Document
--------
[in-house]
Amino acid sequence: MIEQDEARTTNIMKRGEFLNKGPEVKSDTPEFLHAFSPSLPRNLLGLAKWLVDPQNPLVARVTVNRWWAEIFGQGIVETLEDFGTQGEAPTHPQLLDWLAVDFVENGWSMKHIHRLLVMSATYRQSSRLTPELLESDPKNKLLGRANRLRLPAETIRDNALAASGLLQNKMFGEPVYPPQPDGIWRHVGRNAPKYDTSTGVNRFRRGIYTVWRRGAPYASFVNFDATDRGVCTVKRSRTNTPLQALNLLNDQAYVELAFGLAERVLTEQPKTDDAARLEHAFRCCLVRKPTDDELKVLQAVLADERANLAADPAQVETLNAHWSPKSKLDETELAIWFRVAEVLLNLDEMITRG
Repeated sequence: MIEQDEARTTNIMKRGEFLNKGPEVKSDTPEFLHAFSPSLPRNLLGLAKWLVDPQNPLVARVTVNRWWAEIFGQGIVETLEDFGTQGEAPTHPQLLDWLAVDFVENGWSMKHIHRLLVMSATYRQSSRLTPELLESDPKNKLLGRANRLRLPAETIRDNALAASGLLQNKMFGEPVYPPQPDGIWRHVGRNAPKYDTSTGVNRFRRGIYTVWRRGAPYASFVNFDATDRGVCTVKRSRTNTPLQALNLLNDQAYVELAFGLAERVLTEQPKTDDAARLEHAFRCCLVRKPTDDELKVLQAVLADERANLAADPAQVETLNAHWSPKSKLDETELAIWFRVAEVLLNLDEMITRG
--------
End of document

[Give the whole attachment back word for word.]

[in-house]
Amino acid sequence: MIEQDEARTTNIMKRGEFLNKGPEVKSDTPEFLHAFSPSLPRNLLGLAKWLVDPQNPLVARVTVNRWWAEIFGQGIVETLEDFGTQGEAPTHPQLLDWLAVDFVENGWSMKHIHRLLVMSATYRQSSRLTPELLESDPKNKLLGRANRLRLPAETIRDNALAASGLLQNKMFGEPVYPPQPDGIWRHVGRNAPKYDTSTGVNRFRRGIYTVWRRGAPYASFVNFDATDRGVCTVKRSRTNTPLQALNLLNDQAYVELAFGLAERVLTEQPKTDDAARLEHAFRCCLVRKPTDDELKVLQAVLADERANLAADPAQVETLNAHWSPKSKLDETELAIWFRVAEVLLNLDEMITRG
Repeated sequence: MIEQDEARTTNIMKRGEFLNKGPEVKSDTPEFLHAFSPSLPRNLLGLAKWLVDPQNPLVARVTVNRWWAEIFGQGIVETLEDFGTQGEAPTHPQLLDWLAVDFVENGWSMKHIHRLLVMSATYRQSSRLTPELLESDPKNKLLGRANRLRLPAETIRDNALAASGLLQNKMFGEPVYPPQPDGIWRHVGRNAPKYDTSTGVNRFRRGIYTVWRRGAPYASFVNFDATDRGVCTVKRSRTNTPLQALNLLNDQAYVELAFGLAERVLTEQPKTDDAARLEHAFRCCLVRKPTDDELKVLQAVLADERANLAADPAQVETLNAHWSPKSKLDETELAIWFRVAEVLLNLDEMITRG